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Jan 22, 2018
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The Weekend Project: DIY Yogurt Parfait

May 22nd 06:05pm, 2014



Take a walk down the dairy aisle, and it’s easy to see that yogurt has become an incredibly popular choice for healthy snacking, dietary supplements and cooking. But your favorite yogurt can last much longer than your morning breakfast. Making your own is easy and economical; all you need is milk and a container of freshest, youngest yogurt you can find.

Yogurt has been a staple in Turkish, central Asian and Balkan diets for centuries. Turkish immigrants brought it to the United States as early as mid-1700s, but it didn’t become popular in this country until the 1940s when Daniel Carasso took over a small yogurt factory in the Bronx and renamed it Dannon. They added fruit preserves and marketed their “sundae-style yogurt” with great success.




Yogurt is made simply by inoculating milk in order to grow all that healthy bacteria. A starter of live active culture containing Lactobacillus bulgaricus, Lactobacillus acidophilus and Streptococcus thermophiles – in other words, yogurt – is added to warm milk. These bacteria grow and multiply overnight in a warm water bath, and in the morning, that spa treatment has yielded yogurt magic.




Granola is one of the most popular add-ins for yogurt, and it was a staple in my childhood. A twist on yet another boring bowl of oatmeal, this treat was dressed with varied sweeteners and mixed with a sundry of dried fruits, nuts or – if we were really lucky – coconut and chocolate. When I was pregnant with twins years later and craving copious amounts of the stuff, I was amused to learn one of my key ingredients – wheat germ – is a leading source of B vitamins and folic acid.

Once you master the individual elements, making a completely DIY parfait is a snap. The combination of homemade yogurt, granola and simple fruit compote tastes spectacular, provides a wealth of nutrition and energy, and is easy on the wallet. The best part: The elements will keep for weeks if properly stored – that is if you can hide them from your family!




DIY Yogurt Parfait

The Game Plan
Day 1: Make the yogurt.
Day 2: Store the yogurt. Make the granola. Make the fruit compote.

The Shopping List*
10 oz. fresh or frozen berries
2 tsp. cornstarch
1¼ cup honey
¼ tsp. freshly grated nutmeg
1 lemon
10 cups rolled oats
1 cup wheat germ
1 cup flax seed
2 cups raisins
½ gallon whole milk
4 to 5 oz. unopened, plain yogurt with live active cultures

* This list assumes you have vegetable oil, vanilla extract, cinnamon and kosher salt at hand in your kitchen. If not, you will need to purchase these items, too.



Homemade Yogurt
Makes 2 quarts
Recipe from Dr. David Fankhauswer, courtesy of Saint Louis University chef Steve Jenkins

½ gallon whole milk
4 to 5 oz. plain, unopened yogurt containing live active cultures

Day 1: Sterilize 2 1-quart mason jars and lids in boiling water for 10 minutes. Let cool on a clean towel. Fill a cooler with water and ice and place it near the stove.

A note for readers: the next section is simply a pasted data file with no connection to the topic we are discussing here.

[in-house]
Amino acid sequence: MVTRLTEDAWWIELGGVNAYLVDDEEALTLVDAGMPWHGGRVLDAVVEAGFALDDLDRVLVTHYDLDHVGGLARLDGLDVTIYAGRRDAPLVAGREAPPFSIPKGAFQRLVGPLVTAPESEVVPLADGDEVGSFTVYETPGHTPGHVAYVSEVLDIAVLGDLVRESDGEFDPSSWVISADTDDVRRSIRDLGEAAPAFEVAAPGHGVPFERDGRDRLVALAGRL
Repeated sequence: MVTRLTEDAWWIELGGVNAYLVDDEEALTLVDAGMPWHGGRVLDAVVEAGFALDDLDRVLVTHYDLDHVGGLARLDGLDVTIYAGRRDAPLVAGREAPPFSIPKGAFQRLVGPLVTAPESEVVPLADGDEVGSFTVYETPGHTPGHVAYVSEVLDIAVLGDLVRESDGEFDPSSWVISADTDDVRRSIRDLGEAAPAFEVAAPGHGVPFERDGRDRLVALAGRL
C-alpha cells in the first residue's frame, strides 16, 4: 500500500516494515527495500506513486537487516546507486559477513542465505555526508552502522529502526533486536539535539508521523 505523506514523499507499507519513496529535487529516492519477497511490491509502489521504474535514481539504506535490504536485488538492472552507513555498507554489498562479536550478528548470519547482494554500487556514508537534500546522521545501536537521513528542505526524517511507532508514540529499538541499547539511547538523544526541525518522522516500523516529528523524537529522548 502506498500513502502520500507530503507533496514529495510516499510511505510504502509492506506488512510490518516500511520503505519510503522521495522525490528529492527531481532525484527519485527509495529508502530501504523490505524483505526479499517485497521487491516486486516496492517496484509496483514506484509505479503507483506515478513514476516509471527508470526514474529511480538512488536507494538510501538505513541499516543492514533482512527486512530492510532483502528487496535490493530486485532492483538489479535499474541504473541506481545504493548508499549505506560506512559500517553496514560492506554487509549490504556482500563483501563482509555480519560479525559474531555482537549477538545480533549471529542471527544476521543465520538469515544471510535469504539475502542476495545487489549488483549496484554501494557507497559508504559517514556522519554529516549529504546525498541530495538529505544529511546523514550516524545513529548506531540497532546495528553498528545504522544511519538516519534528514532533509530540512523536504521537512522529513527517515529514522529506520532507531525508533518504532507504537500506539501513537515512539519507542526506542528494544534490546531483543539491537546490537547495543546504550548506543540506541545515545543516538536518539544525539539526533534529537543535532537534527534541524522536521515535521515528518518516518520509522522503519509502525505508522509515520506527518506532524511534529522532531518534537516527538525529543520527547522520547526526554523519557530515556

• Pour the milk into a large stockpot and gently warm it over low heat to 180 degrees. Do not let the milk boil. Place the pot, uncovered, into the ice bath and let it chill until it reaches 120 degrees.
• Remove 1 cup of milk and pour it into a large bowl. Add the yogurt and mix well. Mix the thickened liquid into the large pot of milk to inoculate it, stirring until completely incorporated. Pour the inoculated milk into the sterile jars and seal.
• Discard the ice bath and place the jars of milk into the empty cooler. Heat a large pot of water to 120 degrees. Add the warm water just to the tops of the jars in the cooler. Close and let it sit at least 3 hours and up to overnight.
Day 2: Remove the quart jars from the cooler. The bacteria has done its work; they now contain yogurt. Yogurt will keep, sealed, in the refrigerator up to 2 months.




Fruit Compote
Make 1 pint

10 oz. frozen or fresh berries
2 tsp. cornstarch
¼ cup honey
¼ tsp. freshly grated nutmeg
Zest of 1 lemon

• Whisk the cornstarch into ½ cup water to create a slurry. Add it and the remaining ingredients to a saucepan over medium-high heat and cook 5 to 6 minutes, stirring occasionally, until the berries release their juices and the sauce begins to gently boil. Continue cooking until the sauce is thick and all traces of cornstarch have dissolved.
• Remove from heat and let cool. Fruit compote will keep, covered, in the refrigerator for several weeks.



Homemade Granola
Makes 1 gallon

½ cup vegetable oil
1 cup honey
1 Tbsp. vanilla extract
10 cups rolled oats
1 cup wheat germ
1 cup flax seed
2 tsp. cinnamon
½ tsp. kosher salt
2 cups raisins

• Preheat the oven to 250 degrees.
• In a large stockpot, warm the oil, honey and vanilla extract over low heat, stirring until combined and viscous.
• Remove from the heat and add the rolled oats, wheat germ, flax seed cinnamon and salt. Mix thoroughly with a wooden spoon, evenly coating the oat mixture with the oil-honey mixture.
• Divide the mixture between 2 sheet pans and spread it evenly. Bake 25 minutes, stirring and rotating the trays halfway through.
• Let cool, then stir in the raisins. Granola will keep at room temperature in zip-top bags for several weeks.




-photos by Michelle Volansky

By Anne Marie Lodholz

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